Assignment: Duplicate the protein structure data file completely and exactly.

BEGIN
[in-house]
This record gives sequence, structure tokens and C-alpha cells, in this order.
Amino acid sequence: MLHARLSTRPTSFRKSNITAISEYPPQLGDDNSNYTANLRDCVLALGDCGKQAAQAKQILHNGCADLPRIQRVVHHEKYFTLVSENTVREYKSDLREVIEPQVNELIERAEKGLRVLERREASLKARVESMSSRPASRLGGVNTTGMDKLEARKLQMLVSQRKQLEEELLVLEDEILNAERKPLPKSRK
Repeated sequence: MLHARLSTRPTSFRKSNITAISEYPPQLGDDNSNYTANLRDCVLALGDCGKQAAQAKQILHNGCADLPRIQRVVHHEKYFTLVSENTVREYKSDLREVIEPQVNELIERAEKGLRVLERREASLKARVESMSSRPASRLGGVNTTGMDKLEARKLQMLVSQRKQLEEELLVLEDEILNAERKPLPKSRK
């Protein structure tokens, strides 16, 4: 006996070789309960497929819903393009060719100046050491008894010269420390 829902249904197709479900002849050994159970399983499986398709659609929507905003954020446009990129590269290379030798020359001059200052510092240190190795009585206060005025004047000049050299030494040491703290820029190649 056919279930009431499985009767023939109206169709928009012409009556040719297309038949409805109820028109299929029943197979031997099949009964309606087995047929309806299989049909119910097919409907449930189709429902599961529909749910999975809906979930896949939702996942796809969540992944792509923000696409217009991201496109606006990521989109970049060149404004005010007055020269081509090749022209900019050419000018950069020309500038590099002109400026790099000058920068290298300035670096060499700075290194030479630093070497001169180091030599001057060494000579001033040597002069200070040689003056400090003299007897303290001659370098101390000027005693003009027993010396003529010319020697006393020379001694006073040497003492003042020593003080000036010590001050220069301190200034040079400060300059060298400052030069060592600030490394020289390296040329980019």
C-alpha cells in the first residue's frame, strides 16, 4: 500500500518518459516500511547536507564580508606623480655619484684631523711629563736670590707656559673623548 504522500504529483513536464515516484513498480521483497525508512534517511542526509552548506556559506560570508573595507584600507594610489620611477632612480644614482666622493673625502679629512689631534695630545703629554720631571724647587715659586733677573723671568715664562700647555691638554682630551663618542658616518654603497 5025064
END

[in-house]
This record gives sequence, structure tokens and C-alpha cells, in this order.
Amino acid sequence: MLHARLSTRPTSFRKSNITAISEYPPQLGDDNSNYTANLRDCVLALGDCGKQAAQAKQILHNGCADLPRIQRVVHHEKYFTLVSENTVREYKSDLREVIEPQVNELIERAEKGLRVLERREASLKARVESMSSRPASRLGGVNTTGMDKLEARKLQMLVSQRKQLEEELLVLEDEILNAERKPLPKSRK
Repeated sequence: MLHARLSTRPTSFRKSNITAISEYPPQLGDDNSNYTANLRDCVLALGDCGKQAAQAKQILHNGCADLPRIQRVVHHEKYFTLVSENTVREYKSDLREVIEPQVNELIERAEKGLRVLERREASLKARVESMSSRPASRLGGVNTTGMDKLEARKLQMLVSQRKQLEEELLVLEDEILNAERKPLPKSRK
């Protein structure tokens, strides 16, 4: 006996070789309960497929819903393009060719100046050491008894010269420390 829902249904197709479900002849050994159970399983499986398709659609929507905003954020446009990129590269290379030798020359001059200052510092240190190795009585206060005025004047000049050299030494040491703290820029190649 056919279930009431499985009767023939109206169709928009012409009556040719297309038949409805109820028109299929029943197979031997099949009964309606087995047929309806299989049909119910097919409907449930189709429902599961529909749910999975809906979930896949939702996942796809969540992944792509923000696409217009991201496109606006990521989109970049060149404004005010007055020269081509090749022209900019050419000018950069020309500038590099002109400026790099000058920068290298300035670096060499700075290194030479630093070497001169180091030599001057060494000579001033040597002069200070040689003056400090003299007897303290001659370098101390000027005693003009027993010396003529010319020697006393020379001694006073040497003492003042020593003080000036010590001050220069301190200034040079400060300059060298400052030069060592600030490394020289390296040329980019």
C-alpha cells in the first residue's frame, strides 16, 4: 500500500518518459516500511547536507564580508606623480655619484684631523711629563736670590707656559673623548 504522500504529483513536464515516484513498480521483497525508512534517511542526509552548506556559506560570508573595507584600507594610489620611477632612480644614482666622493673625502679629512689631534695630545703629554720631571724647587715659586733677573723671568715664562700647555691638554682630551663618542658616518654603497 5025064